The battle ended in a draw that day, but the fire that had served the Latins so well in the morning now began to ravage their supplies, forcing them to break off their pursuit of the Greeks and put down the blaze. Despite their efforts most of their supplies were destroyed, forcing a difficult decision upon Richard. If he stayed and did not achieve a quick victory his army would starve, and if he left to resupply the Greeks could bring in reinforcements and destroy him. At this moment a messenger arrived from the City, bringing news of further troops being mustered by the steward Baldwin of Flanders. Richard asked how Baldwin had come up with the money, and the messenger related the tale as follows

“Noble Baldwin called upon the citizens of the City to give all they had for its defense, but the Greeks were unwilling to part with their remaining goods, and the Venetians simply laughed and set sail, feeling that our cause was doomed to fail. The Steward then turned again to those vile usurers, the Jews, and demanded further funds to supply additional soldiers to your army. The Jews, no doubt secretly hoping that our cause should fail, refused to grant us further funds. They pled poverty, saying that the large loan already given and the Sack of the City had left them destitute and penniless. The Steward looked at their fine clothes and round bellies and immediately ordered the merchants seized, and with the aid of the lash and a strong arm the infidels remembered that they still had a cache of gold hidden in their holy place. The Steward confiscated this, and all the possessions of the Jews remaining in the city to fund another company of soldiers, who are on their way here now….”

Richard was overjoyed to here that further troops and presumably supplies were forthcoming, but his wroth on the Jews for withholding funds from him was terrible to behold. He ordered that all Jews in the Empire of Romania be expelled, and all their assets confiscated to the royal treasury. This order had little effect at first, as the Empire controlled only Constantinople and its immediate surroundings, but it would prove to have far reaching consequences.

Now the bolstered Latin forces attacked the Greek camp, and with the timely arrival of the Slavic Band crushed the last hope of a Greek revival. Richards army gave chase to the scattered survivors of Nicomedia for several weeks afterwards, but the war was essentially over after that first titanic battle. The Empire of Romania had survived its first brush with death, but the next was not long in coming…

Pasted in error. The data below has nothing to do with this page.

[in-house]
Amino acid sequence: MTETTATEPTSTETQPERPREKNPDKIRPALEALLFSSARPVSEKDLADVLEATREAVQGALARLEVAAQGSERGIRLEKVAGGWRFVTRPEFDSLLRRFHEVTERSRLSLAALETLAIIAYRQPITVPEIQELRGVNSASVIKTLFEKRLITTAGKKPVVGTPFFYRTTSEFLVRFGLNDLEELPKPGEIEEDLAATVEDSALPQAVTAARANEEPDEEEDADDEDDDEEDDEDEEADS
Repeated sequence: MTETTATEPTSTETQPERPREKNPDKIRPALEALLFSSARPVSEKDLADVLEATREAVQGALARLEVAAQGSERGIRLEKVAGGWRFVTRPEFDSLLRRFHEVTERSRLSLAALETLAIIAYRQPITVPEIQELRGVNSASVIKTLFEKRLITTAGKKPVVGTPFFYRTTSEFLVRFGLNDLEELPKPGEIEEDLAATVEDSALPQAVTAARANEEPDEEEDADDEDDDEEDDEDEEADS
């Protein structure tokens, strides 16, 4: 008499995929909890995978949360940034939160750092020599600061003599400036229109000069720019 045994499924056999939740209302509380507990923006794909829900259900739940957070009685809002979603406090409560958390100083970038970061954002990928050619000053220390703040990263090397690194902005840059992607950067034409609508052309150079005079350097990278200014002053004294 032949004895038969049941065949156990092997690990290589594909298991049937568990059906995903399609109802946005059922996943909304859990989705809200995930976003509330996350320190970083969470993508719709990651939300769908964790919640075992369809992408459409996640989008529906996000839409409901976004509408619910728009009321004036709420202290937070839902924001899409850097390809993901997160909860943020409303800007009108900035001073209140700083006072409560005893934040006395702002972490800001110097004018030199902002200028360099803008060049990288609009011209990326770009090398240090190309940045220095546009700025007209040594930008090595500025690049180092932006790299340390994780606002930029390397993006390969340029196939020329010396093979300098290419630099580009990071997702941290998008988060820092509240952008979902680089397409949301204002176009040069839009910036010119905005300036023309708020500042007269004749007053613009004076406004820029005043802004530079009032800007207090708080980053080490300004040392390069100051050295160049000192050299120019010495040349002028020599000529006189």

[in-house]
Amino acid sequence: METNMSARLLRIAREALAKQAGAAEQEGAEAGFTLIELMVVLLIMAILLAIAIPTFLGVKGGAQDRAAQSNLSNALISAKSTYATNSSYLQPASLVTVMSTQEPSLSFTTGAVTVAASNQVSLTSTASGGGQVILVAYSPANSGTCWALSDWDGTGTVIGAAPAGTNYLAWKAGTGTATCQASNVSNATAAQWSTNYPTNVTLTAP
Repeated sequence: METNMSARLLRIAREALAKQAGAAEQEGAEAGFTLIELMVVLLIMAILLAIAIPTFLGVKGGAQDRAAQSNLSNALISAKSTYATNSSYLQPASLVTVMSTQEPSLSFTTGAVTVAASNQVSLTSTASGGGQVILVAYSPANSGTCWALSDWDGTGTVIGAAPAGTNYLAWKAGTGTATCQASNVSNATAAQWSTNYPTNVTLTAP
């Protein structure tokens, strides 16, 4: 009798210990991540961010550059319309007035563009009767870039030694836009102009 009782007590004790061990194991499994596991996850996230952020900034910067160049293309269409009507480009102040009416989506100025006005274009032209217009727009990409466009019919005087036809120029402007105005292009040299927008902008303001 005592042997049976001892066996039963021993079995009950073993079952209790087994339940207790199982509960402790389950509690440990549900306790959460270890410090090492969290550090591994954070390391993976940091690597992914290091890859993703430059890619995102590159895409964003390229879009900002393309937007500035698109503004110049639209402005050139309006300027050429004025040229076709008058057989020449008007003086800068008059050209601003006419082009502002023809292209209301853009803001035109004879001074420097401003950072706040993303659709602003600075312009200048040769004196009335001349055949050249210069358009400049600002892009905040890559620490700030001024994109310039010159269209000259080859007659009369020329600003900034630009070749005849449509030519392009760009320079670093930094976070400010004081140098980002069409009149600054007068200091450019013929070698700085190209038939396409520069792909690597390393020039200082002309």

volksmarschall

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And with this victory, and surely more to come in short order, despite the bloodletting your army also suffered in the battle -- I would gather that hopes for an AI restoration centered around Constantinople like what happened by 1261 is now out of the window.

Which means, it's time for the Latins to fully absorbed 'the empire in exile' and fully inherit the right to stylize itself as the (Latin) Roman Empire!
 

DumBMan

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Great victory over Romans, and also to mention, you found a good time to use Greek fire.
And as volksmarschall said too, I hope that Byzantine's ''successor states'' will focus on recapturing Constantinople adding additional flavour to the aar. ;)
 

Henry v. Keiper

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I'm interested in this. Subscribing. :D Also nice to see points in CK2 where the armies start to get a little bigger than a few thousand at most.
 

RossN

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Very interesting start.

Richard needs to marry and have an heir soon. His traits which are unlikely to lead to longevity!
 

Specialist290

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I have to say that so far I'm enjoying what I'm seeing. I've always enjoyed reading about the Crusades, the Byzantine Empire, and the ups and downs experienced by both, and Latin Empire AARs are rare enough that finding this one is a rather refreshing surprise -- especially with the unique starting character you've presented. Here's to hoping Emperor Richard has a long reign and many strong, prosperous descendants.